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close this section of the library Faradatolo, David.


View the PDF document Livelihood strategies in the Solomon Islands : the case of shell money and the Wala Lagoon communities of Malaita
Author:Faradatolo, David.
Institution: University of the South Pacific.
Award: M.A.
Date: 2008.
Call No.: pac In Process
BRN: 1083332
Copyright:This thesis may NOT be copied without the authors written permission.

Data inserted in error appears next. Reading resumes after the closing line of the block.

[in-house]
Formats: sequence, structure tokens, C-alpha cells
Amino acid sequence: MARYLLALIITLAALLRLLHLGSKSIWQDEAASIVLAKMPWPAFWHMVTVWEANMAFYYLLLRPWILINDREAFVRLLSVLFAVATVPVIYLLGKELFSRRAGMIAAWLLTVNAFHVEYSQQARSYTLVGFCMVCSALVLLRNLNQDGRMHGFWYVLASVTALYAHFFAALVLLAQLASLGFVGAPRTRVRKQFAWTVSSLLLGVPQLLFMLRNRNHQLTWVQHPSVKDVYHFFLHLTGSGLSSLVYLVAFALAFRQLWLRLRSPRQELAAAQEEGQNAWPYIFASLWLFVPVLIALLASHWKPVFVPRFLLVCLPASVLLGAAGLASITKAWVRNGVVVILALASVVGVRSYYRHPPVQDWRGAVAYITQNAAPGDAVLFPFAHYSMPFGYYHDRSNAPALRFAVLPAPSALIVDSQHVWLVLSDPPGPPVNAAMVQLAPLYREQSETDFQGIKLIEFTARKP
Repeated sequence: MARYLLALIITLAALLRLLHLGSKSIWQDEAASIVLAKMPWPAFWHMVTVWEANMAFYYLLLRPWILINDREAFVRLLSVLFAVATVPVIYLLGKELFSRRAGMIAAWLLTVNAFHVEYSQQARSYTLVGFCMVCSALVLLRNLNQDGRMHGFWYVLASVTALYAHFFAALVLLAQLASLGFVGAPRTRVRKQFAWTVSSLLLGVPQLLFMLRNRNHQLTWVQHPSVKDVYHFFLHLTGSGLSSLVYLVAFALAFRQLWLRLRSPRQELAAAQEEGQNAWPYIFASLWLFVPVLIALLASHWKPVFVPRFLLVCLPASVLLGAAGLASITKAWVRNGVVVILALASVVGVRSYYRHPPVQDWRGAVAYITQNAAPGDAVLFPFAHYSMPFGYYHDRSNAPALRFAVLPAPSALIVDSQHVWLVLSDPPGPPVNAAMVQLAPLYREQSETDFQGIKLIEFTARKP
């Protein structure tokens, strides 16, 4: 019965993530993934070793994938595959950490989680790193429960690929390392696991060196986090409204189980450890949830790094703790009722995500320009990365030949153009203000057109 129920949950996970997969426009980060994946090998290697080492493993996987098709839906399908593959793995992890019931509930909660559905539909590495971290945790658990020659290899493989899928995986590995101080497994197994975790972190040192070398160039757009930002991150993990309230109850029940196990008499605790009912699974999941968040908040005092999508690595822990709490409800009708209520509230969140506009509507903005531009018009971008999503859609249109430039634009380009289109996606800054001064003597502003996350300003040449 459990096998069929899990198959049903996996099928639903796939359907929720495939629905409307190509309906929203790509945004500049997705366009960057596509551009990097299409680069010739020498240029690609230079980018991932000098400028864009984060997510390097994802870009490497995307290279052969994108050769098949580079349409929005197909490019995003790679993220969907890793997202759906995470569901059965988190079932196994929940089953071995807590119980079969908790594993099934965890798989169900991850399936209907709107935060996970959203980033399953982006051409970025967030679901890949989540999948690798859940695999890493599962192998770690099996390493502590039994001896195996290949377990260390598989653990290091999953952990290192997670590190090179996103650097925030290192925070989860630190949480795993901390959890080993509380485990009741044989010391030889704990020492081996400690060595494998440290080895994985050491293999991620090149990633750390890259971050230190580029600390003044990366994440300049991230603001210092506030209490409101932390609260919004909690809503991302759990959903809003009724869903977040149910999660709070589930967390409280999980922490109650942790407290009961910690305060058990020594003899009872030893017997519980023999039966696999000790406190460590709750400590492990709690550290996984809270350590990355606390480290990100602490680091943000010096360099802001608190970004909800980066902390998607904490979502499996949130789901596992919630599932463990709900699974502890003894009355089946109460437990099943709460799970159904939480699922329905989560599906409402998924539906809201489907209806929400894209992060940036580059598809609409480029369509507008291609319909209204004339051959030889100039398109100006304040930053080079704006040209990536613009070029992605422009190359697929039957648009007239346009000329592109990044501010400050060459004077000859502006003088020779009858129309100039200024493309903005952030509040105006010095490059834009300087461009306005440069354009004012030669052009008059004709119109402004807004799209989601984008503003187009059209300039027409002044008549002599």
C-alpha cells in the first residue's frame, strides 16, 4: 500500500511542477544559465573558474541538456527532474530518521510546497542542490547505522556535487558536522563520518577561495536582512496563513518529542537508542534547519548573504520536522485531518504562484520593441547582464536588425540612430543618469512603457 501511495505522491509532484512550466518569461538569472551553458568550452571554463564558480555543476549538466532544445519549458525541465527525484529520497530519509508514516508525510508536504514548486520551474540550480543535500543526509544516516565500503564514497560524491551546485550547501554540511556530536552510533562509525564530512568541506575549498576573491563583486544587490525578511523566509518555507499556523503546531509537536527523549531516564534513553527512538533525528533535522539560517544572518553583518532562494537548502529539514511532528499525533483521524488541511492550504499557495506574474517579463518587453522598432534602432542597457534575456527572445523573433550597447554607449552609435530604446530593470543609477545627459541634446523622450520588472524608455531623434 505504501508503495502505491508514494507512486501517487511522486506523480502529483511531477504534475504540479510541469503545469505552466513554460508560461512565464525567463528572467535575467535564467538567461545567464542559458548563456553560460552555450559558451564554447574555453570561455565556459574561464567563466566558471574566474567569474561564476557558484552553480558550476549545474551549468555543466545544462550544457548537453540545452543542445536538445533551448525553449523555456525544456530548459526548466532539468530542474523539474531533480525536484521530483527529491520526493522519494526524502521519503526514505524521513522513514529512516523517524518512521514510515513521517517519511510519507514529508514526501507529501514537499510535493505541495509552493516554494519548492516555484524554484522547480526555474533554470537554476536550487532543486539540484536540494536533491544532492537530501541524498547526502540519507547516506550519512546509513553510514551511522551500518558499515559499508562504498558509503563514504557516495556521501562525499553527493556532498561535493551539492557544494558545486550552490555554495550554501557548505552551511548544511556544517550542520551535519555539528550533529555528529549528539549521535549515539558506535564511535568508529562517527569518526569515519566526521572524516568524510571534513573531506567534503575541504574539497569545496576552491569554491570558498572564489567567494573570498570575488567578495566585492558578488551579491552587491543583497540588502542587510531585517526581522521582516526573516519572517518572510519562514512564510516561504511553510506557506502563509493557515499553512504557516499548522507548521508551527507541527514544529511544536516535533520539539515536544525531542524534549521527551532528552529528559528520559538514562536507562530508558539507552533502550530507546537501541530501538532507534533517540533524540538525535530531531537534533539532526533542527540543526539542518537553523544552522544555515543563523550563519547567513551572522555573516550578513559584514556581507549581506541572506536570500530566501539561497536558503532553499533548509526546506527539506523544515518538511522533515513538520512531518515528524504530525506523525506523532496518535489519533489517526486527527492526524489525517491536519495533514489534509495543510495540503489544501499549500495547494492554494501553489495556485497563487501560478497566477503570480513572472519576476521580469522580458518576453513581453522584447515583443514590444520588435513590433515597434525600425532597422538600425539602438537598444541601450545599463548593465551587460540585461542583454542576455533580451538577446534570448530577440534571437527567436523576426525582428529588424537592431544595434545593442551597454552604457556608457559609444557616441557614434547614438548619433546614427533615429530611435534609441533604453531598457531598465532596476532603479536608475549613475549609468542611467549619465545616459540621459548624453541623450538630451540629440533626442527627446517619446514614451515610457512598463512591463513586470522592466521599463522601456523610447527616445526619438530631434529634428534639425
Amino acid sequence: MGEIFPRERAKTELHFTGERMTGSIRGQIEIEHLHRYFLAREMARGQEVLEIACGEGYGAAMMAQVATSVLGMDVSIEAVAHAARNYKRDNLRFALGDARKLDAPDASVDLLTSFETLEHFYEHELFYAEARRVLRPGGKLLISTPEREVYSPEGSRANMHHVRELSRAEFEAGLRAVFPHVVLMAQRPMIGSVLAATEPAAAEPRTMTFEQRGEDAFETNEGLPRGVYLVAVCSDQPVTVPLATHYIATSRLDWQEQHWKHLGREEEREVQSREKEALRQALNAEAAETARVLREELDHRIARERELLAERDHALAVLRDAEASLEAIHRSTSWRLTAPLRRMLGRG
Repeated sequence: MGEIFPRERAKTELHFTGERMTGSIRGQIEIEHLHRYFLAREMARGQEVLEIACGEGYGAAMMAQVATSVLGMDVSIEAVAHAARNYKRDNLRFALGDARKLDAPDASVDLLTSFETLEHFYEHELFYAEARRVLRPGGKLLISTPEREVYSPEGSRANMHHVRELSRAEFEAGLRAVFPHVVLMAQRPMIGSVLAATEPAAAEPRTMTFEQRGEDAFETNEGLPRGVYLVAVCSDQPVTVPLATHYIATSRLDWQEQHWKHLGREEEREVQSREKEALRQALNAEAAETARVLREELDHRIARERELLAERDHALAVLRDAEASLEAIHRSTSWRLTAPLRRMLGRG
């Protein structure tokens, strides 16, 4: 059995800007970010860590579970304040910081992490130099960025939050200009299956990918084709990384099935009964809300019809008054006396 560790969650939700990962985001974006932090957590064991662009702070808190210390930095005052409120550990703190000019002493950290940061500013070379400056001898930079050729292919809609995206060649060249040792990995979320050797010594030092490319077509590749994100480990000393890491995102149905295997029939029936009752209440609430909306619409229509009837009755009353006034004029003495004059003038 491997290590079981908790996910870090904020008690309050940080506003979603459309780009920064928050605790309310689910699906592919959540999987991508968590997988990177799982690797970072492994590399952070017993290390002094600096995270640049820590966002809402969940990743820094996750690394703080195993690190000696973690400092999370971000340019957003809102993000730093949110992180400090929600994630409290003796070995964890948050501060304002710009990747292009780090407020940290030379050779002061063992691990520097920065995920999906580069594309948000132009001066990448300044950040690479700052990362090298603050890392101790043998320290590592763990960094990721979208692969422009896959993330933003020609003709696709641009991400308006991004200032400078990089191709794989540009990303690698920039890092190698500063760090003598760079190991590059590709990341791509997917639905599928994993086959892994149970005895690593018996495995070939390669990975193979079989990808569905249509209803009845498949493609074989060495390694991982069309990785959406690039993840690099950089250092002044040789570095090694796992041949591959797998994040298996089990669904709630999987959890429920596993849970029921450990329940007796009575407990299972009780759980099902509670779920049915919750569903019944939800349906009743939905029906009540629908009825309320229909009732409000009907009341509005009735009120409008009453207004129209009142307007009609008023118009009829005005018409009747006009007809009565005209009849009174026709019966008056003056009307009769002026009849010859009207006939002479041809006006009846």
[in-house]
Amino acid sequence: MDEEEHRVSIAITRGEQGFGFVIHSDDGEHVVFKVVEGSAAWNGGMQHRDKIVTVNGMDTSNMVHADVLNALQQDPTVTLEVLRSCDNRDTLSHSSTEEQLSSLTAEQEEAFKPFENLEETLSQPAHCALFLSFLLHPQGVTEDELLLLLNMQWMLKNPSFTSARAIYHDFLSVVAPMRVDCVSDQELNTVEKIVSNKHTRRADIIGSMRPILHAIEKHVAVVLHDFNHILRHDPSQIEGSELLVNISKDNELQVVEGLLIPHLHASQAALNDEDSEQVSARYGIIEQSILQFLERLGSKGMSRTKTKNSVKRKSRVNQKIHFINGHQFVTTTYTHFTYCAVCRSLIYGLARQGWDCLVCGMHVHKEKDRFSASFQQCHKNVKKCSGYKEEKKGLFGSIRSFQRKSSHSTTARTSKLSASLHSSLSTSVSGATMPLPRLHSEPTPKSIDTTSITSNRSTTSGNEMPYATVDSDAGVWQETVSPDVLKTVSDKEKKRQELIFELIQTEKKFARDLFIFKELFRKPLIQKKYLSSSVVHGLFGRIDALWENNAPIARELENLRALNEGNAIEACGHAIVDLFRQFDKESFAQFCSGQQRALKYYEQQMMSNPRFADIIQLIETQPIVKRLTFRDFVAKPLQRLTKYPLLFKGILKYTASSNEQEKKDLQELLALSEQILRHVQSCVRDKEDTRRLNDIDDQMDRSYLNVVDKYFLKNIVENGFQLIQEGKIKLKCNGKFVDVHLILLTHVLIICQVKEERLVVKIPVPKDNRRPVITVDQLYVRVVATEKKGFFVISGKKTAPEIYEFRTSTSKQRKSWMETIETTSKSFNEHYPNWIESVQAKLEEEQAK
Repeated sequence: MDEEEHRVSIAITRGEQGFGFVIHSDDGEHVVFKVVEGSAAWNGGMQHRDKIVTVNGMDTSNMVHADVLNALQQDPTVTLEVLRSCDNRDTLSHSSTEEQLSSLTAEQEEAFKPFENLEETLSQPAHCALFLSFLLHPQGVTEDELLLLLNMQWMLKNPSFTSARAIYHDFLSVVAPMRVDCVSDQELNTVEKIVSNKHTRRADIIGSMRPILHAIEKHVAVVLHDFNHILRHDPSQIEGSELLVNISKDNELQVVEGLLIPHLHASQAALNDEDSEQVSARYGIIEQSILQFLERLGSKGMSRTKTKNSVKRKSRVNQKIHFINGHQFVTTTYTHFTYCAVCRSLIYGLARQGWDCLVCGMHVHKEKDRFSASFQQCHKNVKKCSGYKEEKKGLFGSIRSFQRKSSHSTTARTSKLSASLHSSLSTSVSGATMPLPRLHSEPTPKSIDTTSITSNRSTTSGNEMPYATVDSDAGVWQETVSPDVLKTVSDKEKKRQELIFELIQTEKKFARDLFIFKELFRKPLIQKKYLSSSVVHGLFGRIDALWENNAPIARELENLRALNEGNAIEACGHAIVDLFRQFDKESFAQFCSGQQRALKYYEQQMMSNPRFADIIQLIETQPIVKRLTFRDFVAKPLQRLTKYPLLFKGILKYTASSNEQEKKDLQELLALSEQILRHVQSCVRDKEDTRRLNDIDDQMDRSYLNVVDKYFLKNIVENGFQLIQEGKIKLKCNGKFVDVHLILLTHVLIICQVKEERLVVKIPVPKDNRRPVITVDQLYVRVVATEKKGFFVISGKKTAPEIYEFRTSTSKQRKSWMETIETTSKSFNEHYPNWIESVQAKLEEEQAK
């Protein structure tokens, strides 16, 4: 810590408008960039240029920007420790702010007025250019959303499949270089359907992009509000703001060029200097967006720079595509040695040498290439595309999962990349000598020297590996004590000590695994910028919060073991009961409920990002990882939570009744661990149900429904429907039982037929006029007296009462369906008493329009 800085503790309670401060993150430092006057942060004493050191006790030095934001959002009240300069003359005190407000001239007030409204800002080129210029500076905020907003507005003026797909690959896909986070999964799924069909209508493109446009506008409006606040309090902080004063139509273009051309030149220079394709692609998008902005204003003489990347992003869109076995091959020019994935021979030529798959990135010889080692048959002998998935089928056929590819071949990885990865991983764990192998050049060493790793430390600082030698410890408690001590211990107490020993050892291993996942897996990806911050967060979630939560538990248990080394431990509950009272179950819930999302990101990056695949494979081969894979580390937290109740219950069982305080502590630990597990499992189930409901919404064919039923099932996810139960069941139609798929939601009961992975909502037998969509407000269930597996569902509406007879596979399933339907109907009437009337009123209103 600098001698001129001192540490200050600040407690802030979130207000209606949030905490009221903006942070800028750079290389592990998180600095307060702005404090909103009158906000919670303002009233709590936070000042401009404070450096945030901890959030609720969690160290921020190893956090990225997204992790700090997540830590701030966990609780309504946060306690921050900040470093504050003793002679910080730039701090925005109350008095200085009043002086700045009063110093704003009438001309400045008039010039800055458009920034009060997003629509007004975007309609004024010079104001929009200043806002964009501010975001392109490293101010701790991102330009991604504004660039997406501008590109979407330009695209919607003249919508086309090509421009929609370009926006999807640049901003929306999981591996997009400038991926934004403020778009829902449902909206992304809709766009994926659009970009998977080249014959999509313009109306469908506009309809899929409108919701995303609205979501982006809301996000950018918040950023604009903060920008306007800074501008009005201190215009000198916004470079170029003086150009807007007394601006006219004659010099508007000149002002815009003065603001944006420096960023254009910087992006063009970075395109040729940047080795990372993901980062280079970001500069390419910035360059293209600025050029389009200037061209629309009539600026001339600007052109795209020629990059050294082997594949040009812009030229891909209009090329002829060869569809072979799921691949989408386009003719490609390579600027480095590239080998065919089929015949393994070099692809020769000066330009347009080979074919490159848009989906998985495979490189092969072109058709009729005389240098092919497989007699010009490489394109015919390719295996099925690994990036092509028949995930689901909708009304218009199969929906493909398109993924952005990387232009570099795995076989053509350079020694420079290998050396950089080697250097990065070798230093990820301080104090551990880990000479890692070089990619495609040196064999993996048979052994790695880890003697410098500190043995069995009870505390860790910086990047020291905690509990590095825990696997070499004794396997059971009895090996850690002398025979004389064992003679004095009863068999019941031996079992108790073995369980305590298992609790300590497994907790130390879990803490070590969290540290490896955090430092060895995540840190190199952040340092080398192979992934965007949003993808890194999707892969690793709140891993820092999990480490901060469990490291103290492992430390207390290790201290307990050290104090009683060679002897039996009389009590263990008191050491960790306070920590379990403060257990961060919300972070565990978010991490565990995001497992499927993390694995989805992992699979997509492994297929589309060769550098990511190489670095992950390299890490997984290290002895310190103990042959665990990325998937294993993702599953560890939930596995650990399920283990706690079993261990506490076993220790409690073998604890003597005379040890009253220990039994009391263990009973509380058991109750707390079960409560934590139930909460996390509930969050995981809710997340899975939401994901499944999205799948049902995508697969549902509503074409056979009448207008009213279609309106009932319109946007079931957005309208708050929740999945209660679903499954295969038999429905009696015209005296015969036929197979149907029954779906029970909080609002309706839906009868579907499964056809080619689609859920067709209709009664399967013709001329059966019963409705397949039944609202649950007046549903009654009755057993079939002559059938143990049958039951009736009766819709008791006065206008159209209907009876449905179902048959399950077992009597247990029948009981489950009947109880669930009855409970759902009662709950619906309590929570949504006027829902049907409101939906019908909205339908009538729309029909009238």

Abstract: Accessing income opportunities and resources for livelihood is very difficult in the Wala lagoon of Malaita, Solomon Islands. There is limited land for agriculture and marine resources have been depleted. Shell money has been a livelihood strategy for the people in the society for generations. Despite the forces of colonialism, Christianity and the introduction of the cash economy, Wala still produce shell money for trade in Malaita, Guadalcanal and Bougainville in Papua New Guinea. The research examines if shell money will continue to be a viable livelihood strategy for households in the Wala Lagoon. The results show that shell money is still a livelihood strategy because of viable demands from institutions like bride price, compensation, government and the tourism industry. The study shows that about half of households in Wala participate in shell money production for their livelihood. Most of these households come from the Laulasi region while only a few are from the Aoke region. For the Wala households that participate in shell money production about half of their income is from shell money. Looking at the individual households that produce shell money, some households received a low proportion of their income from shell money while many others received almost all income from shell money. In comparison to other sources of household income, shell money came third after village based businesses and subsistence. Shell money also contributes significantly to business and community development in the Wala region. Many small businesses owned by Wala people in Wala Lagoon, Auki and Honiara obtained seed money from shell money. Community projects also received assistance from shell money. To sustain the livelihood of households depending on shell money, it is important that the supply side of shell money production is secured. Management of the Wala Lagoon marine system has to revert back to tribes backed by a provincial or national legislation.
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